There are several options for Atlassian hosting. Server, Data Center or even directly in the Atlassian Cloud. One of these options is to host Atlassian software directly on your own server or at the AWS / Azure (cloud provider) to host.
In this short article you will find all the information and requirements for hosting Atlassian software.
Atlassian Hosting: Requirements
Official domain with a DNS server where records can be added and resolved.
DNS records pointing to the external IP of the server on which the Atlassian application is to run.
If route 53 is used, we can use certbot and letsencrypt to generate wildcard certificates for the entire domain.
As an application server, we usually use Ubuntu and run Ansible to configure it. Ansible then does some basic configuration and installs needed software, like Docker on the host. It also rolls out some Docker applications on a host, like the reverse proxy.
We use the Docker image xalt/nginx as a reverse proxy. This can attach to the Docker socket and is thus able to read which Docker containers are running on the host. If an application has certain parameters set, the Nginx configuration is automatically changed and reloaded, upstream and server configurations are created for the specified virtual hostname and ports. If the hostname matches an available SSL certificate, an SSL listener is also configured for that application. The reverse proxy can serve content over 80 (http) and 443 (https), these ports are mounted on host ports 80 and 443.
Managed Atlassian Hosting
Reduce operational complexity and simplify the operation of your Atlassian products such as Confluence, Bitbucket and Jira
A side-cart container is provided, the Let's Encrypt helper. This container also has read access to the Docker socket, and when a container provides Let's Encrypt parameters, it initiates a Let's Encrypt certificate challenge and stores the certificates so that the reverse proxy container can use them for the https connections.
All Docker applications are described in a docker-compose.yml file provided by Ansible. JIRA/ Confluence and the PostgreSQL database have their home directory included in separate directories at the same level as the docker-compose.yml. This way, the application configuration and the application data are in the same area and can be easily maintained.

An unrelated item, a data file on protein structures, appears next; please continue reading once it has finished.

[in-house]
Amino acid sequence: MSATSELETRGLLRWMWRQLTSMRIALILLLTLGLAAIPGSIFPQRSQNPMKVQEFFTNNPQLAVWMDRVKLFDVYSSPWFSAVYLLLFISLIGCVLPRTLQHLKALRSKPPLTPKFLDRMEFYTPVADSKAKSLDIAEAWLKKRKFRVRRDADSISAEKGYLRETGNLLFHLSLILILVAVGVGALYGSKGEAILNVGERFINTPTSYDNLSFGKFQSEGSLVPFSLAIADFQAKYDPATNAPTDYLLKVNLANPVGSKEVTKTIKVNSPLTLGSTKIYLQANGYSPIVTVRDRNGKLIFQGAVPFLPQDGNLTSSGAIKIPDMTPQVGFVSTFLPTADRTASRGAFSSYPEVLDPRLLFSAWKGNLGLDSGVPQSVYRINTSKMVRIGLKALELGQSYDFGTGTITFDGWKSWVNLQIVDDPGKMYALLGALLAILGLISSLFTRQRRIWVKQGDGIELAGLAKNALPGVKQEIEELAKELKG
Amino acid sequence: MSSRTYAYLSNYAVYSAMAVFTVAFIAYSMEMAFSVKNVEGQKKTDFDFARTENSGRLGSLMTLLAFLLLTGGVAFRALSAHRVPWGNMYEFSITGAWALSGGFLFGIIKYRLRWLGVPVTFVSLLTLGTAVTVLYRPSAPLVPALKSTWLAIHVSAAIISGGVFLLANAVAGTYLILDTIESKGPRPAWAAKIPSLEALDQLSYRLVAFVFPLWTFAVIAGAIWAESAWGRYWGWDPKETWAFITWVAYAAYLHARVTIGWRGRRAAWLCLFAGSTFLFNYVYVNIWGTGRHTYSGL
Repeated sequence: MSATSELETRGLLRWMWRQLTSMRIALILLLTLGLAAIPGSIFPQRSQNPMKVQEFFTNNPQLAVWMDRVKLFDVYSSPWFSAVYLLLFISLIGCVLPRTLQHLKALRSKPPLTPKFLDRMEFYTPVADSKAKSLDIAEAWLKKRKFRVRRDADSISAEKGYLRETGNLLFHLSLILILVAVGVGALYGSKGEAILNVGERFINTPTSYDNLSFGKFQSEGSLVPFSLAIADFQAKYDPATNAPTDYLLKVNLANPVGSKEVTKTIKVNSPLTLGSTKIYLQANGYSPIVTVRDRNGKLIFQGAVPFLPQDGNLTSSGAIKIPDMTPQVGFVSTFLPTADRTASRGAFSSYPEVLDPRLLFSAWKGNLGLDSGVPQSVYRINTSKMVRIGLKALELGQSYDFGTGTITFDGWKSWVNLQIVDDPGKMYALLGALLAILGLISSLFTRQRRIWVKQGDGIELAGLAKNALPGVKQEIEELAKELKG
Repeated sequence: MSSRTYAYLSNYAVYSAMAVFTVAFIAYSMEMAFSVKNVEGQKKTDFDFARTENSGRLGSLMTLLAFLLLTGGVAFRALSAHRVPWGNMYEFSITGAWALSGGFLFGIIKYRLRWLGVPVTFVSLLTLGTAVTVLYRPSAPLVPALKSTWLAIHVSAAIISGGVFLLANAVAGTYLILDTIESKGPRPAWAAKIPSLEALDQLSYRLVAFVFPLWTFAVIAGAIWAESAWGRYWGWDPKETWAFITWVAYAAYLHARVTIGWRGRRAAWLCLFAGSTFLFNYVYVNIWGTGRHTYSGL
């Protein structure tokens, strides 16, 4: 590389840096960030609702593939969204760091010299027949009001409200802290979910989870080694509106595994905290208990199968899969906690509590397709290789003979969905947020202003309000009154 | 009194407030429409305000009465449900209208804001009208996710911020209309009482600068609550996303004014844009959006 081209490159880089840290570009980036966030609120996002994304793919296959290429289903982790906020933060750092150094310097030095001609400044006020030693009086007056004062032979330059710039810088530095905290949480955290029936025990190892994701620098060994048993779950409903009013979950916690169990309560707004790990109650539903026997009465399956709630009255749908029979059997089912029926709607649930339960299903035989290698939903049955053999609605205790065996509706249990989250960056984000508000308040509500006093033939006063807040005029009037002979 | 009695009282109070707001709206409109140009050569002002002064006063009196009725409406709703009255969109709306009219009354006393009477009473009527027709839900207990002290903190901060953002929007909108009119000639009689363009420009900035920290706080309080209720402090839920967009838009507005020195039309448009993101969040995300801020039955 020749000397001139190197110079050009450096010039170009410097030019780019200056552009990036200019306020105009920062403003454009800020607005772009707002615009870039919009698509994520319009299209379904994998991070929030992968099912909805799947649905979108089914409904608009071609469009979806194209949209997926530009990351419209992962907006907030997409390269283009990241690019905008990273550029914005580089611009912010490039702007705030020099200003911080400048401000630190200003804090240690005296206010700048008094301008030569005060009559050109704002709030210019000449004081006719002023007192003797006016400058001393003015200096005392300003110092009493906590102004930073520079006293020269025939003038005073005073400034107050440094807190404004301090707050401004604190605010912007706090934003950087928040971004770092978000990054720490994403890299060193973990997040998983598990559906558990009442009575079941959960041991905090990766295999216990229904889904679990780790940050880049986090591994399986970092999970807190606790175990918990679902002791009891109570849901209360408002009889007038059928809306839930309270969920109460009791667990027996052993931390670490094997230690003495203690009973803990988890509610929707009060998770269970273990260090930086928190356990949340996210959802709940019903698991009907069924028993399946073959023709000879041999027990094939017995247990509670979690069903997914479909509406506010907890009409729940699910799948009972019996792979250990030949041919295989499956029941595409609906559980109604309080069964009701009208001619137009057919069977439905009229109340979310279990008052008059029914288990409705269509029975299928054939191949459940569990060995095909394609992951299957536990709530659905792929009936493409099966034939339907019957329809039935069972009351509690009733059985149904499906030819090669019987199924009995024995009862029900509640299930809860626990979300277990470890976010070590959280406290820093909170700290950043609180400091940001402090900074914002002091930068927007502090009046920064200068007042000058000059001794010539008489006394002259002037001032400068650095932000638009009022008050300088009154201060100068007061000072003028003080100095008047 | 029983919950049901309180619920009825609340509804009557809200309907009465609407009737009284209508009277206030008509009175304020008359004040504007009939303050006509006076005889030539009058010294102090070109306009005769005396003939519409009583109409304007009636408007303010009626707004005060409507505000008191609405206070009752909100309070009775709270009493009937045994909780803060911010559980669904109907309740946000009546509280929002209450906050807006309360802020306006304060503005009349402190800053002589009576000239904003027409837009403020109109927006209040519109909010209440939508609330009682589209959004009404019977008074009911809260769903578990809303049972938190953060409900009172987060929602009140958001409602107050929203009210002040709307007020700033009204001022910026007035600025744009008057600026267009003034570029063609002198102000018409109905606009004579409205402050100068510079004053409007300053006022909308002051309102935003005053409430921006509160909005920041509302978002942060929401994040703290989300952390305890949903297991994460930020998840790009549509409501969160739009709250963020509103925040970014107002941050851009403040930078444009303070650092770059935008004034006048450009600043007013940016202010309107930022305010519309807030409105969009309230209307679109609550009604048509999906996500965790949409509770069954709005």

This Docker container runs a Tomcat with the JIRA application. The Tomcat connector must be configured correctly via environment variables of the container. The same applies to application monitoring via NewRelic. The heap parameters can be configured in the same way and of course the reverse proxy parameters have to be set, as well as the Letsencrypt parameters if required.
For test systems we have implemented a few more features to allow the recovery of persistent home data via ssh rsync and the modification of the database with Liquibase. For example, the base URL or the application links can be changed.
We typically use a PostgreSQL container and spawn it in a separate, application-specific Docker network under the DNS name "db", which is only accessible to the containers specified in this docker-compose.yml file. Username, password and database are specified as environment parameters of the container. The database for JIRA/ Confluence can also be MySQL or OracleSQL, but we chose PostgreSQL for compatibility reasons.